Halfway through the double date, the contestants would switch partners.
By the time the show ended in 1999 after four separate runs, the game had become iconic, and was parodied on comedy shows like "Saturday Night Live" and "The Tonight Show with Jay Leno." It started out the same as "The Dating Game," but then sent the couples on epic first dates where they would finally meet one another.
Some people ended up at ice cream factories, but others met in the Maldives or Anguilla.
The idea was to test the couples' commitment to each other when there was so much temptation — get it? It was controversial before the first episode even aired, which helped drive up ratings in its first season.
In the following years, several shows would take notes from this dramatic dating game.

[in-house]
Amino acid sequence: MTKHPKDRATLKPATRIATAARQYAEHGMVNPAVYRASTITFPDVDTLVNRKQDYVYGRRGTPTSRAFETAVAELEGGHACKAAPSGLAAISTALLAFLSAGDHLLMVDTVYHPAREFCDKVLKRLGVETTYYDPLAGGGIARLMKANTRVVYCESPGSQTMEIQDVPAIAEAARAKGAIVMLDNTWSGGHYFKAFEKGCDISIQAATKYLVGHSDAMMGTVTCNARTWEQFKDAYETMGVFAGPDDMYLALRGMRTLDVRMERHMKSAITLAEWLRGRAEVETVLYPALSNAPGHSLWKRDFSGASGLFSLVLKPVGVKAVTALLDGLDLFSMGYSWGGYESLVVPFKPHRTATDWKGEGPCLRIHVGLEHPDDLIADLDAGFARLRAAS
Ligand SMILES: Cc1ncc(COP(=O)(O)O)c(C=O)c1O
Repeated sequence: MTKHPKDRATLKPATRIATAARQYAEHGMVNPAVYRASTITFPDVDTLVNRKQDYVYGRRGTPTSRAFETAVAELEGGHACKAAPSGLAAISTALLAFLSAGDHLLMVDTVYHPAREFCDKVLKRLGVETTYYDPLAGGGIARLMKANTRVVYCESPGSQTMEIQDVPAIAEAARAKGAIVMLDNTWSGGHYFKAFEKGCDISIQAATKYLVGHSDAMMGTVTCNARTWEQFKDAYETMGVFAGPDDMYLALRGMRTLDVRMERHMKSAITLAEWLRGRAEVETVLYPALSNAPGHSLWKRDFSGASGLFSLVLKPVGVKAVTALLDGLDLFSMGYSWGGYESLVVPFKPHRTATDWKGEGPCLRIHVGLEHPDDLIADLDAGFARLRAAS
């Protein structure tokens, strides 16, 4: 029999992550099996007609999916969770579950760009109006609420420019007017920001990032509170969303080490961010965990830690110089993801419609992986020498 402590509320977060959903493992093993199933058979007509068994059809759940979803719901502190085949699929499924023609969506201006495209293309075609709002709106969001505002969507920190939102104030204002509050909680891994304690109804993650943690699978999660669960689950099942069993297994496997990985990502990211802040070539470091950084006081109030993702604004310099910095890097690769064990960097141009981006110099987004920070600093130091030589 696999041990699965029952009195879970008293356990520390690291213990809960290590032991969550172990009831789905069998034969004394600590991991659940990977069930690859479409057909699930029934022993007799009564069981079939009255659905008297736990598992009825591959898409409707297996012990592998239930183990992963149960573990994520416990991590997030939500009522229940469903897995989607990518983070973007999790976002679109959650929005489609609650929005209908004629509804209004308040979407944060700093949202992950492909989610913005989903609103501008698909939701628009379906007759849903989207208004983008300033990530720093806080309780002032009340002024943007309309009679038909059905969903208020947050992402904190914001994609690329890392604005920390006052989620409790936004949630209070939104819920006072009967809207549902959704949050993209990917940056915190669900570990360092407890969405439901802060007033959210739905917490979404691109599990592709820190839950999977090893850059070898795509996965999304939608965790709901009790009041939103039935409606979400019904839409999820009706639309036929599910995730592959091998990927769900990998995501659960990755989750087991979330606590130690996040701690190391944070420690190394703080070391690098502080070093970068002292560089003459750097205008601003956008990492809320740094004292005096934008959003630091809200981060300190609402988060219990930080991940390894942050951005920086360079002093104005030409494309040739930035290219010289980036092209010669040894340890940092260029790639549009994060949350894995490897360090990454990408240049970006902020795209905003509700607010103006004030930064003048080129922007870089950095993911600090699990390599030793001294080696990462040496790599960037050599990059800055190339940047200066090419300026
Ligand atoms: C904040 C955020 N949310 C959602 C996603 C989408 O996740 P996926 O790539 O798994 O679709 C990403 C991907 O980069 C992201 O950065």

Fifteen years ago, that was a question that had zero cultural significance.
Now you can’t watch a single dating show without hearing it come out of the mouth of someone who's had too much red wine.
Check out the roller coaster evolution of dating shows below.
Each episode helped one man or woman find a date with eligible contestants. The potential partners were hidden out of sight behind a board while the eligible bachelor or bachelorette made decisions based solely on their answers and voices.
Each man would get 60 seconds to make his case, and the girls had the chance to, essentially, swipe right or left.